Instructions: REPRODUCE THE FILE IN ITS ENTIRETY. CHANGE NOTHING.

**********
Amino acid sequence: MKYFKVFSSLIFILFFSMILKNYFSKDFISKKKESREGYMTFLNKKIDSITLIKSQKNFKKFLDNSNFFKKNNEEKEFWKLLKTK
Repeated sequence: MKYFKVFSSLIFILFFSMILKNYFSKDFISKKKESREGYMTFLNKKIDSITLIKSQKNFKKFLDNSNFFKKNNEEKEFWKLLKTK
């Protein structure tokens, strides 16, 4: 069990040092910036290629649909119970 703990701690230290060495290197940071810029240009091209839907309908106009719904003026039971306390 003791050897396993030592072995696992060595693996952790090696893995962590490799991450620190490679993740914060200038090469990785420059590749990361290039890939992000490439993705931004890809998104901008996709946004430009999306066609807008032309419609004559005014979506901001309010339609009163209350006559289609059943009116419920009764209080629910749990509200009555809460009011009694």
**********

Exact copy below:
Amino acid sequence: MKYFKVFSSLIFILFFSMILKNYFSKDFISKKKESREGYMTFLNKKIDSITLIKSQKNFKKFLDNSNFFKKNNEEKEFWKLLKTK
Repeated sequence: MKYFKVFSSLIFILFFSMILKNYFSKDFISKKKESREGYMTFLNKKIDSITLIKSQKNFKKFLDNSNFFKKNNEEKEFWKLLKTK
């Protein structure tokens, strides 16, 4: 069990040092910036290629649909119970 703990701690230290060495290197940071810029240009091209839907309908106009719904003026039971306390 003791050897396993030592072995696992060595693996952790090696893995962590490799991450620190490679993740914060200038090469990785420059590749990361290039890939992000490439993705931004890809998104901008996709946004430009999306066609807008032309419609004559005014979506901001309010339609009163209350006559289609059943009116419920009764209080629910749990509200009555809460009011009694």